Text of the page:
• The attack’s success surprised the Japanese as much as the Americans.
  • The last part of the decoded Japanese message stated that U.S. relations were to be severed.
  • The Japanese attack force was under the command of Admiral Nagumo.
  • Japansese force consisted of six carriers with 423 planes.
  • At 6 a.m. the first Japanese attack wave of 83 planes took off.
  • Nickname for Pearl Harbor is “Gibraltar of the Pacific.”
  • Eighteen U.S. ships were hit.
  • Franklin Delano Roosevelt
    Franklin Delano Roosevelt

    President Franklin D. Roosevelt said, “December 7, 1941, a date which will live in infamy,” in reference to the attack.

  • Three prime targets escaped damage, the U.S. Pacific Fleet aircraft carriers, the Lexington, Enterprise and Saratoga. They were not in the port when the attack took place.
  • Another target, the base fuel tanks also escaped damage.
  • Casualties included 2,335 servicemen and 68 civilians.
  • 1178 people were wounded.
  • The day after the attack the U.S. and Britain declared war on Japan.
  • Pearl Harbor is the Naval Base for the U.S. Pacific Fleet.
  • Pearl Harbor is the headquarters of the U.S. Pacific Fleet.
  • Pearl Harbor has 10 square miles of navigable water.
  • The harbour is on the southern coast of Oahu.
  • Naval vessel placement at Pearl Harbor during the attack
    Naval vessel placement at Pearl Harbor during the attack

    The harbour is artificially improved.

  • The attack was the climax of a decade of worsening relations between the U.S. and militaristic Japan.
  • A U.S. embargo on necessary supplies for war prompted the attack on Pearl Harbor.
  • The Japanese Admiral Yamamoto Isoroku planned the attack with great care.
  • All of the planes on the Japanese ships were fully fueled and armed.
  • The Japanese planes took off about 90 minutes from Pearl Harbor.
  • The president at the time of the attack was Franklin D. Rooselvelt.
  • The attack brought the United States into World War II.
  • The Japanese fleet had 30 ships.

  • The Japanese were interested in the Hawaiian islands since the islands were annexed by the U.S. in 1898.
  • An admiral said, “leaving aside the unspeakable treachery of it, the Japanese did a fine job.”
  • Japanese suffered just small losses.
  • The attack crippled the United States fleet.
  • The Japanese deceived the U.S. by saying false statements and expressed interest in continued peace.
  • Americans think of the attack as very dishonorable.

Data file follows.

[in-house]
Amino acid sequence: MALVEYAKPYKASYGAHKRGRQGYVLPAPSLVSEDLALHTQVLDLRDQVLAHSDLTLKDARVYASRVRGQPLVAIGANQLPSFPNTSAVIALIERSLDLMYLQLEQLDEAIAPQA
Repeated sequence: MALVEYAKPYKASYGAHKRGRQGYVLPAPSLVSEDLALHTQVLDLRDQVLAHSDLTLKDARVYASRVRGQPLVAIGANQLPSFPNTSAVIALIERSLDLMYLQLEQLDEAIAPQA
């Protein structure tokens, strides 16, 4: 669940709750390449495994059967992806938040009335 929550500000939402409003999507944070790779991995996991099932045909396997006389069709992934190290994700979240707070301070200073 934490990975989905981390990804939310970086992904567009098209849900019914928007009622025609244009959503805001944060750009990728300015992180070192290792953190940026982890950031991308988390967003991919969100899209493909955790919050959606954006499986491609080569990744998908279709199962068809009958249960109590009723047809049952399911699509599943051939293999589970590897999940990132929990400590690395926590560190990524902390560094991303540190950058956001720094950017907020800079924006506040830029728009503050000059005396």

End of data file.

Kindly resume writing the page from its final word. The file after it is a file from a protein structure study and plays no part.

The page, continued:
• The attack was planned weeks in advance.
  • The main reason for the attack was over economic issues.

  • Because of the unpreparedness of the U.S. military, Admiral Husband Kimmel and General Walter Short were relieved of duty.
  • The attack severely crippled the U.S. naval and air strength in the Pacific.
  • Of the eight battleships, all but the Arizona and Oklahoma were eventually repaired and returned to service.
  • On December 8, 1941, Congress declared war on Japan with only one vote against it. The vote against it was of Represenative Jeannette Rankin of Montana, who had also voted against U.S. entry into World War I.
  • Once the fleet was out of action, Japan would be able to conquest a great area.
  • A U.S. Army private who noticed the large flight of planes on his radar screen was told to ignore them because a flight of B-17s from the continental U.S. was expected at the time.
  • More than 180 U.S. aircraft were destroyed.
  • Pearl Harbor Memorial
    Pearl Harbor Memorial

    During the attack the USS Arizona sank with a loss of more than 1,100 men.

  • A white concrete and steel structure now spans the hull of the sunken ship as a memorial.
  • The memorial was dedicated on May 30, 1962.
  • U.S. officials had been aware that an attack by Japan was probable, but did not know the time or place it would occur.
  • Pearl Harbor was not in the state of high alert when the attack started, Anti-Aircraft guns were left unmanned.
  • The Americans were taken completely by surprise.
  • The main targets for the first wave was the airfield and battleships.
  • The second wave targets were other ships and shipyard facilities.
  • The air raid lasted until about 9:45 a.m.

 

 

 

Special thanks to  www.bigsiteofamazingfacts.com and www.absoluteastronomy.com